"In previous work together, we identify settler colonial technologies of temporality operating through Australian Indigenous policy, and argue that often unacknowledged stories of the colonial future sustain the settler project. In this discussion, we explore the relationship between what Tuck and Yang (2012) have called settler futurity, and the violence produced by a settler order permanently invested in securing an inherently fragile claim to sovereign legitimacy. As white colonisers simultaneously complicit in and seeking to challenge the Australian racial-colonial project, we consider how European understandings of sovereignty shape settler temporalities and inflect our commitments to apparently ‘decolonising’ agendas at the level of political orders, settler political and academic institutions, and subjectivities. We discuss the implications of this for our own political investments and responsibilities, and reflect on what this might mean for our models of solidarity. How might settler anti-colonial praxis engage the here and now – and begin to more effectively refuse settler futures?"

PresentersDr Alissa Macoun; Dr Elizabeth Strakosch

[Webinar Four]

Black Stories Matter: the media, power and Aboriginal aspirations[6] 

 "Mainstream media reporting of Aboriginal people has long been governed by the broader inequalities and racism that shape Indigenous-settler relations in Australia. In a major study of how media had covered Aboriginal political aspirations, we identified three major narratives that operated to delay and deny Aboriginal self-determination. We also uncovered an alternative narrative of Indigenous sovereignty and nationhood – present across Indigenous communication texts and in interventions of Aboriginal political actors and their supporters – which worked to unsettle the dominant narratives and challenge their constraining logics. In this collaborative lecture, we aim to share the tools and resources we developed to understand and analyse the discourses and narratives that shape our ways of knowing Indigenous-settler relations. We consider how they have changed and can be changed to advance sovereignty and self-determination claims. By understanding the media’s ways of knowing Aboriginal people and political worlds, we can be armed to disrupt the patterns of the past."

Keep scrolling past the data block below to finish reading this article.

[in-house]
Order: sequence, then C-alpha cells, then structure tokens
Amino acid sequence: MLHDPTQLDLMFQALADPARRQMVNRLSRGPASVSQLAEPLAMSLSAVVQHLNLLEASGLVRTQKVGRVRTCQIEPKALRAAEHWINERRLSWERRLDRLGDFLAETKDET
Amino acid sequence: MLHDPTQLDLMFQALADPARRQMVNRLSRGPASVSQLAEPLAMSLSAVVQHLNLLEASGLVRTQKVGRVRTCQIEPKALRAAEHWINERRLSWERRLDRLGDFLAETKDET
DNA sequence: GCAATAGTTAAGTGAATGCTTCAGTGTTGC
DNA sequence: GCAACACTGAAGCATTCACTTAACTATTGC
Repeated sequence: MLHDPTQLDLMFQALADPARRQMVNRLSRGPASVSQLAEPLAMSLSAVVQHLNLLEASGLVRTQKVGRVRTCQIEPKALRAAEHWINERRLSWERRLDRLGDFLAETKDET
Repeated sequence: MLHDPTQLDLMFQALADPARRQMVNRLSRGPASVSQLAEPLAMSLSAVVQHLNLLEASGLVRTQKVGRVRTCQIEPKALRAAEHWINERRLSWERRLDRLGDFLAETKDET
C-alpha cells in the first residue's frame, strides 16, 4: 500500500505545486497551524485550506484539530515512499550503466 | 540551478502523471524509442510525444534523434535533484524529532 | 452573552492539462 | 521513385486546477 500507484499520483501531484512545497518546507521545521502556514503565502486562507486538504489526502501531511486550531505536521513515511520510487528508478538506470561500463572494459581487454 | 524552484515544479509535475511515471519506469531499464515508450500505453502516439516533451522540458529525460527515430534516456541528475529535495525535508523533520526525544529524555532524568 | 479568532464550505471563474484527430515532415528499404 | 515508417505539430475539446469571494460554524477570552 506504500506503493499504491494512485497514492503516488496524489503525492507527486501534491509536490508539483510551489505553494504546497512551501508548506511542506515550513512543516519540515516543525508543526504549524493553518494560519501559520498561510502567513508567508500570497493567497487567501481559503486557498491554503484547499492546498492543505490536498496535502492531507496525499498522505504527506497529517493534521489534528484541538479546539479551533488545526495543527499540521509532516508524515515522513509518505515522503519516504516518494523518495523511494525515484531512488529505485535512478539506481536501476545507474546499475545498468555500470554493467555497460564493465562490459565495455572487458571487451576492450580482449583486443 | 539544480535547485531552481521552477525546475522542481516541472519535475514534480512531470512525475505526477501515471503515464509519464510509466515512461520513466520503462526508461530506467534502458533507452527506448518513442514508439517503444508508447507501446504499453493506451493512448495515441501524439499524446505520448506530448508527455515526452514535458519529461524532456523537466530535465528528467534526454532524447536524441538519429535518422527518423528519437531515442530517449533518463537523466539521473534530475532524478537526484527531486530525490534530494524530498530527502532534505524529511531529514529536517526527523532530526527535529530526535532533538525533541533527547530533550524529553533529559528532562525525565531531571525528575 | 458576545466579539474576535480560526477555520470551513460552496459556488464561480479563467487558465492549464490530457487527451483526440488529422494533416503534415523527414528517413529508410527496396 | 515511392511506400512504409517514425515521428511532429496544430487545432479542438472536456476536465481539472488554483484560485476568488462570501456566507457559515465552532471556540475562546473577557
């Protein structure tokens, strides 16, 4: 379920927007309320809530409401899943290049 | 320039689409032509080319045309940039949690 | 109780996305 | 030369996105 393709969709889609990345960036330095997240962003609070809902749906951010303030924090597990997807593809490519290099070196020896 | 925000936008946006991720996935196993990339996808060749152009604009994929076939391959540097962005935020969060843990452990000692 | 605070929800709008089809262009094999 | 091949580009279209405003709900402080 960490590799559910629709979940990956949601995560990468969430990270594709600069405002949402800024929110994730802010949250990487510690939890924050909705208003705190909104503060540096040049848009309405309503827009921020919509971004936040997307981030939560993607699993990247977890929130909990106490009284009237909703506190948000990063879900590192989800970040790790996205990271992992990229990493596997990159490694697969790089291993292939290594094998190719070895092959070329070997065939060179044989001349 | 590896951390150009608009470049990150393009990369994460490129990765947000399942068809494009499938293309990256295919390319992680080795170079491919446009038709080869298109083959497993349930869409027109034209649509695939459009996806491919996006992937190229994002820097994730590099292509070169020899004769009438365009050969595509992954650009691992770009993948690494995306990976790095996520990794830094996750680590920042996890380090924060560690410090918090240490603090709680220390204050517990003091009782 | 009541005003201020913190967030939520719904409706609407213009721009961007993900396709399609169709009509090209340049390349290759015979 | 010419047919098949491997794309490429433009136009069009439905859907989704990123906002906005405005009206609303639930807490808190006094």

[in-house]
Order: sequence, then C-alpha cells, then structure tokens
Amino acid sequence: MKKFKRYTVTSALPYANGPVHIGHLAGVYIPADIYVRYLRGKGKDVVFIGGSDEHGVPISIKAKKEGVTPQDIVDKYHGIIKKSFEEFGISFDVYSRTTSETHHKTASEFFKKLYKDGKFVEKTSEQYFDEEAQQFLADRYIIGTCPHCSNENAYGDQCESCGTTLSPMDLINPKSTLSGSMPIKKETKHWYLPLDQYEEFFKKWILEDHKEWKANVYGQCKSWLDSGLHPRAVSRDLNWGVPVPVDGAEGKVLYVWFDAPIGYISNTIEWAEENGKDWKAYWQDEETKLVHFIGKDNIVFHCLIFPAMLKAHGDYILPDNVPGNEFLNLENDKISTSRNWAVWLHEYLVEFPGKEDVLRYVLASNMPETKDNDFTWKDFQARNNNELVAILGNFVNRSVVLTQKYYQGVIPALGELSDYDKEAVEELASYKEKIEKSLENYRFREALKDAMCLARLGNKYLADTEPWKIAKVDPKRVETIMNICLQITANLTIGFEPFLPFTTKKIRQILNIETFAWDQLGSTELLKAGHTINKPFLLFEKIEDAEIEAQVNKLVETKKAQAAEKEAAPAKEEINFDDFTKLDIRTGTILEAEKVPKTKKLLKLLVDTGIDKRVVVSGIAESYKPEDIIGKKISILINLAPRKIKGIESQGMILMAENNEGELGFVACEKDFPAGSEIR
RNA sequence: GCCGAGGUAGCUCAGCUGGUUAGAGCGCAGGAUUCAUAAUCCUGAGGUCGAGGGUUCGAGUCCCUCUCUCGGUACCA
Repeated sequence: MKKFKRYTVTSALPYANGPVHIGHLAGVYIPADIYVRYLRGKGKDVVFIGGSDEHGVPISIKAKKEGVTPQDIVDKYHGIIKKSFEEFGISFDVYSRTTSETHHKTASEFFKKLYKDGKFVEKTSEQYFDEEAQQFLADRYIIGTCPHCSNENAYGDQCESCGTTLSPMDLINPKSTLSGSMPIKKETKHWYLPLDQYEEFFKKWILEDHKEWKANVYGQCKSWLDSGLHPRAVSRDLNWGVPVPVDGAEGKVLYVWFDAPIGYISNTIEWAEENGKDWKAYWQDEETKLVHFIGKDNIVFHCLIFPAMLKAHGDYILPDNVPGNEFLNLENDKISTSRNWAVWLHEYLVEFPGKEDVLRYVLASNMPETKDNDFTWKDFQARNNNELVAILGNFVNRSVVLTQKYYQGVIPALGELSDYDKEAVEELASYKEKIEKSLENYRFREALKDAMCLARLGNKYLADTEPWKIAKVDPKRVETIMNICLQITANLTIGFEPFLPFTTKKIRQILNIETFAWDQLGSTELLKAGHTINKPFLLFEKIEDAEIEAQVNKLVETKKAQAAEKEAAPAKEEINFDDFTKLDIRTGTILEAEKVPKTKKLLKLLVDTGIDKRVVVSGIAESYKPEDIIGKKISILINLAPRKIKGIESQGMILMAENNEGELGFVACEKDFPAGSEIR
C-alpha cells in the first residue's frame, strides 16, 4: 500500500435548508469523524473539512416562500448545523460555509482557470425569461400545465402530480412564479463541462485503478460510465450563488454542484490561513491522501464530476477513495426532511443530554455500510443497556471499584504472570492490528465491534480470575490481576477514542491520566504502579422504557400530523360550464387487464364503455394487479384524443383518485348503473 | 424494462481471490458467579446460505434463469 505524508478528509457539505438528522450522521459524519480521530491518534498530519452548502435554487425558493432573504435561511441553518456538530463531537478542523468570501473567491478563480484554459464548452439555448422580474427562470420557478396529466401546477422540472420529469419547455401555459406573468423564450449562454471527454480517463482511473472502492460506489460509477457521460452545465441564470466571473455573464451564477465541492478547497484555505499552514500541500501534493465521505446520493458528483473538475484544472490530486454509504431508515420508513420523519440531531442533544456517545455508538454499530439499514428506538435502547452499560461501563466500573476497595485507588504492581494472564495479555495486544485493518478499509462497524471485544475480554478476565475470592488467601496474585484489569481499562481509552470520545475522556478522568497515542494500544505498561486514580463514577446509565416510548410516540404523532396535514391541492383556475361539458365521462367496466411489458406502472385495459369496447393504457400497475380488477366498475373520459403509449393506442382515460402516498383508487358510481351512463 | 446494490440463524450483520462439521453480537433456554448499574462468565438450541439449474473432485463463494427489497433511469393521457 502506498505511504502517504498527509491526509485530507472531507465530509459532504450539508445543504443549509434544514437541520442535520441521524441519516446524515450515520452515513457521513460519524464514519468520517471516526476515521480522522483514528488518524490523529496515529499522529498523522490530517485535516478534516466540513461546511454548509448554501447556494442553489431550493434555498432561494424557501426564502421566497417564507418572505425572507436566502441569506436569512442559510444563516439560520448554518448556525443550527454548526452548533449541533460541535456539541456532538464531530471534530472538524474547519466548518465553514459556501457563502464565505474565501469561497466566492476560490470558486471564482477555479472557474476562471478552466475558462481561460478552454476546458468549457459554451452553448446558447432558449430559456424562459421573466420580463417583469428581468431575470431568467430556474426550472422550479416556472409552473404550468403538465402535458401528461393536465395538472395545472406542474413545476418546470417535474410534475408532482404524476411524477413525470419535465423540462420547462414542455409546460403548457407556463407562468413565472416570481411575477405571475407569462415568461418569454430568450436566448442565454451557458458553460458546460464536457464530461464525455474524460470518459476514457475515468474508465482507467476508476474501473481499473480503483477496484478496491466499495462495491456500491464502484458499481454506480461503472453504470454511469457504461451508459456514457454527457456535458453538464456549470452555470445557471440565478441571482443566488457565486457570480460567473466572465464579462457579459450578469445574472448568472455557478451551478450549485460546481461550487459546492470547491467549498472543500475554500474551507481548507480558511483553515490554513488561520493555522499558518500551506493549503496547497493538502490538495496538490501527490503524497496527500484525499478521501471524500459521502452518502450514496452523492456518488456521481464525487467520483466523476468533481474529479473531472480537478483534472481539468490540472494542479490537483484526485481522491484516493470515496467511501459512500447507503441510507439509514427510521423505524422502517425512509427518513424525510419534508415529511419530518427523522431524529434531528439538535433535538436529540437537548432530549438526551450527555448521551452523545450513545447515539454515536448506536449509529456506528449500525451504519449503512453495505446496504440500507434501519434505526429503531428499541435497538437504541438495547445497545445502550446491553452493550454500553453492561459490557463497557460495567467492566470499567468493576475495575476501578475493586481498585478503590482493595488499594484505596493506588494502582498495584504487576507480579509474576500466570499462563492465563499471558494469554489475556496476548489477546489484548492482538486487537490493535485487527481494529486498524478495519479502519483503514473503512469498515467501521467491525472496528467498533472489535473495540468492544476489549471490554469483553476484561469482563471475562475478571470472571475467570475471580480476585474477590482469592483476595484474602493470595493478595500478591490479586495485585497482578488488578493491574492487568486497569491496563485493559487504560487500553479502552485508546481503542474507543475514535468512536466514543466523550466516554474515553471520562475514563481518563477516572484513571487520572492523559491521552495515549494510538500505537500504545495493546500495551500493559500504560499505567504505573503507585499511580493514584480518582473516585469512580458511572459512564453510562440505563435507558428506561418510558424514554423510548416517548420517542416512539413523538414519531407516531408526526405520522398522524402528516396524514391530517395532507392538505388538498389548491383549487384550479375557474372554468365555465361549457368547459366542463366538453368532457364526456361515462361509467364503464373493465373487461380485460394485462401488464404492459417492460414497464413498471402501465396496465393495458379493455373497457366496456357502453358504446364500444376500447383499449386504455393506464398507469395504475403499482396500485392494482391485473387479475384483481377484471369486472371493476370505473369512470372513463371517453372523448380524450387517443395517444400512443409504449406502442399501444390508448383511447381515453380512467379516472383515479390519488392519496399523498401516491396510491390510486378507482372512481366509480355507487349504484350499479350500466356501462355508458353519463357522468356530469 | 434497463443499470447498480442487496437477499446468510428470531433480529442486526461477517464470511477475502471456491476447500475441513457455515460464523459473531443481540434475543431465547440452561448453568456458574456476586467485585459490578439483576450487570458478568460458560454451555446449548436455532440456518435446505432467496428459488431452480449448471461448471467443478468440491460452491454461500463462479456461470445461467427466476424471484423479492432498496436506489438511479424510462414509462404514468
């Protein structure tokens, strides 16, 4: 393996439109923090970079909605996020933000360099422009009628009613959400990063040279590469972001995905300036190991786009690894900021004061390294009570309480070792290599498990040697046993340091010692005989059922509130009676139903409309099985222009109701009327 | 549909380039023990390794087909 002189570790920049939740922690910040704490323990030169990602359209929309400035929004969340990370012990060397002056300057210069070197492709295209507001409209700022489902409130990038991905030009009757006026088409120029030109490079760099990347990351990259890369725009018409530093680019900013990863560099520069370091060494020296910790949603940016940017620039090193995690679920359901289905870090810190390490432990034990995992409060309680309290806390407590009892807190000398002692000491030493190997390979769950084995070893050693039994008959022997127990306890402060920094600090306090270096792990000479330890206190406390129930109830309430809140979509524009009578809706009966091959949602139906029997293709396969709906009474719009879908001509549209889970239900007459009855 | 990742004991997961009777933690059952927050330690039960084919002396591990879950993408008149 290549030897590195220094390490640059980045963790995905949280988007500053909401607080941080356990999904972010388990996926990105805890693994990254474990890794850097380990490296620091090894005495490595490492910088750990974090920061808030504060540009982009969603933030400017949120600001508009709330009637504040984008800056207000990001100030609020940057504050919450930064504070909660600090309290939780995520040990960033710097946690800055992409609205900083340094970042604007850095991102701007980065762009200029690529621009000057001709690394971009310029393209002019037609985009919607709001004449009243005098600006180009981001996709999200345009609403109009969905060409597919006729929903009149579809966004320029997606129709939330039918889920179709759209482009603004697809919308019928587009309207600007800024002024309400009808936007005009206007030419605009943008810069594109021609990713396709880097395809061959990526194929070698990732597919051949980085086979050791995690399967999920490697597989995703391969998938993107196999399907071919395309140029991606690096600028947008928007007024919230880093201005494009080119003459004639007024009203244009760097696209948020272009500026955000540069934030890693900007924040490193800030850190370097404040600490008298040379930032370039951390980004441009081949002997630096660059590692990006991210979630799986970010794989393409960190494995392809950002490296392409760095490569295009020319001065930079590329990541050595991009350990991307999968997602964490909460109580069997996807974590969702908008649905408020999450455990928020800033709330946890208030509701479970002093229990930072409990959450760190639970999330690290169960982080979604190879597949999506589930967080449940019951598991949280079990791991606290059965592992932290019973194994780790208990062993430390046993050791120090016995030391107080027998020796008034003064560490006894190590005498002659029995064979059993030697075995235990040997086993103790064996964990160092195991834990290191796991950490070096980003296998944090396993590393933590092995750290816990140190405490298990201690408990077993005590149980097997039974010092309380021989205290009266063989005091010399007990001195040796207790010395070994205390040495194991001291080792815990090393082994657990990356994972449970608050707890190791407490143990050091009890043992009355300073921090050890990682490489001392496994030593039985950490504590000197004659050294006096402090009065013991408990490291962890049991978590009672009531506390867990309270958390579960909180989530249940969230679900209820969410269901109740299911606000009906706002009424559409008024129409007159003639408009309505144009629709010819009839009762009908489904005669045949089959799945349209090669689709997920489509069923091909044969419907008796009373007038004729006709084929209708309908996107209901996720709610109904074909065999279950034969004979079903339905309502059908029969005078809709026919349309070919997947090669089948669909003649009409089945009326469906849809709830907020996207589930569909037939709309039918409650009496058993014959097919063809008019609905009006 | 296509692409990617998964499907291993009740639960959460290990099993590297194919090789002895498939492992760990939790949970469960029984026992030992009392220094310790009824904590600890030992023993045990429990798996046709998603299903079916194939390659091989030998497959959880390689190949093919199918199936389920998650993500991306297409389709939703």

Presenters: Professor Heidi Norman; Dr Archie Thomas

 

Critique

I think there can be no dispute that this is a totally politically charged programme. Moreover, I don’t think there can be even the slightest hint of objectivity or reasoned scholarship. The programme commences with the assumption that all hitherto existing Australian history is bad. It continues that this history has been deliberately distorted and these distortions need to be exposed and rectified. It posits that visible signs and expressions of this history should be removed or effaced by counter-monuments and visible contested histories; it continues by suggesting we reflect upon how this will reflect on ‘our own models of solidarity’ [whose models?] and finally it suggests that black stories matter and that ‘we’ [who?] can be armed to ‘disrupt the patterns of the past’. 

I shall address each synopsis commencing with number one. How should we tell the truth about Australia?